Skagit Wildlife Area, Washington, with Mount Baker
It’s late afternoon, warm but not too warm. There’s even a hint of a breeze from the sea. I’m in the Skagit Wildlife Area looking for a Stilt Sandpiper, a rare bird here and a new one to add to my list. I’ve never been in this location before which makes the search more difficult. Plus the tide is in. Shorebirds like the Sandpiper can’t feed in these winding brackish channels when the water is high. I’ll have to depend on my luck. Funny thing is, I don’t really care, not on a jewel of a day like this. Not with a snow-capped volcano as a backdrop.
American Goldfinch -Peeved
An American Goldfinch decides I’m not enough of a threat to actually move off and parallels me as I walk. He stays a little ahead, taking short hops through the alders, slightly irritated, I think. Finally he shoots me a ‘can I not eat in peace?’ look and flips back behind me. I feel strangely apologetic. Goldfinches are common birds but no less spectacular for that, which is true for many of the little feathered miracles we see every day. Even our every day Robin is a very handsome bird.
A dozen Yellowlegs fly in and drop down a hundred feet away. Their calls, chiew, chiew, chiew, lead me to them, and to a small knot of birders already set up for good viewing – a nice bunch of folks. Yes, the Stilt Sandpiper was there until a Merlin, a small falcon, flew past, at which point the Sandpiper left in a hurry. I missed it by five minutes and never do find it. It’s the luck of the draw.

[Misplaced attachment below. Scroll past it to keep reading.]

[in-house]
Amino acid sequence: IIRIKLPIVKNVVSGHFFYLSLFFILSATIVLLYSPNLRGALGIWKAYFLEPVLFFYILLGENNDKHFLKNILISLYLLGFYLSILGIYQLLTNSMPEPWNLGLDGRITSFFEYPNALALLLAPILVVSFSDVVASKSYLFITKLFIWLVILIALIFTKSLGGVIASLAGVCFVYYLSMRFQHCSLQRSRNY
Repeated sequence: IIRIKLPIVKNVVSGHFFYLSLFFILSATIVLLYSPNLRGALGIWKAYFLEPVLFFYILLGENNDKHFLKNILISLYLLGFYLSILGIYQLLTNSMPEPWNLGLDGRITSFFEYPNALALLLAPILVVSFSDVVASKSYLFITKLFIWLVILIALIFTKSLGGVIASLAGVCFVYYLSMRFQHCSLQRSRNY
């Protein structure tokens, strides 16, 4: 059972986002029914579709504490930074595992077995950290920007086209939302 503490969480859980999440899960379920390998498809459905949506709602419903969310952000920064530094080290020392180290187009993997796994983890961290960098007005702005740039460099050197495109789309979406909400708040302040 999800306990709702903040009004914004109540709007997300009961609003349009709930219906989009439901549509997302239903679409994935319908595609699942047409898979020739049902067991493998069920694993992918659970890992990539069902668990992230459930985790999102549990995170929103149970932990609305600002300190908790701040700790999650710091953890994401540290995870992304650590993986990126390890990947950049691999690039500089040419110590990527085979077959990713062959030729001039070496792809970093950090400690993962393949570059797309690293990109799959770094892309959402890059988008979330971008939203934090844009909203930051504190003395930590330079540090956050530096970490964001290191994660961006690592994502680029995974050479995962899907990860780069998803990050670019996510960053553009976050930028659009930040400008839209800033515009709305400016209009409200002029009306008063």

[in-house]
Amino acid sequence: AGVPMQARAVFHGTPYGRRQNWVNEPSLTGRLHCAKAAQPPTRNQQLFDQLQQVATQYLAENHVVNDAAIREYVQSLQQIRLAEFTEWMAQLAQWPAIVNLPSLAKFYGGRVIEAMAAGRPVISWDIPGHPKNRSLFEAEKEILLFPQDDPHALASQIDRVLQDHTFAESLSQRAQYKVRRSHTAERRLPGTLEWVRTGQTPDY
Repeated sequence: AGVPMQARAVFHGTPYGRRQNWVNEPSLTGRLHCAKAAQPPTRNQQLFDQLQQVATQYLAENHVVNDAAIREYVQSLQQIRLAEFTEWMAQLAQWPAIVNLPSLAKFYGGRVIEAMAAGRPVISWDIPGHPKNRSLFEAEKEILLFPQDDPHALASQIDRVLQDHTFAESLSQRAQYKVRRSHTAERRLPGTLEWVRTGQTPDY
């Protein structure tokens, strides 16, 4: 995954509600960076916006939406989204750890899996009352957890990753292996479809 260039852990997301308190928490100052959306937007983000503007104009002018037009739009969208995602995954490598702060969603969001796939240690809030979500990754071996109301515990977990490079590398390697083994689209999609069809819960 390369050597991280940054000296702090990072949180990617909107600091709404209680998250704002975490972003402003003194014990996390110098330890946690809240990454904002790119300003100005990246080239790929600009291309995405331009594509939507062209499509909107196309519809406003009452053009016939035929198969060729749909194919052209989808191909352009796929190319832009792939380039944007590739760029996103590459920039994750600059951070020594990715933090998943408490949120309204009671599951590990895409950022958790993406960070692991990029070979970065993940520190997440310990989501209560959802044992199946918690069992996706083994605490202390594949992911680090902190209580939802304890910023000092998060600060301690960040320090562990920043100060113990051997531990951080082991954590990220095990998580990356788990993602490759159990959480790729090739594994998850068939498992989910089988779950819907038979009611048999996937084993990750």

Greater and Lesser Yellowlegs (Lesser on the Right)
Short-billed Dowitcher (dozing off)
The Yellowlegs – Greater and Lesser – come back, accompanied by a few Short-billed Dowitchers. Some are wary, ready to fly but others are sleepy. The big Tringa sandpipers are too big for the blindingly fast but relatively small Merlin. Not so, the Least Sandpipers I saw on my way in, heading in the opposite direction, making speed, like they’d fired up their afterburners. They’d better move, even motoring like they were, the Merlin can catch them.
Ready to Fly – Greater Yellowlegs and Short-billed Dowitcher
Brewer’s Blackbird Swimming Hole
I finish the day at a slough where some of a thousand or more Brewer’s Blackbirds are bathing. Like all blackbirds, these are noisy, raucous almost. They squawk and splash, and preen, surprisingly childlike. Are they having fun? It’s hard not to think so. It’s been a long hot day and now it’s time for a swim. The chap in the foreground is just about to dive in, for the second time! It’s something we see over and over in our own, human swimming holes.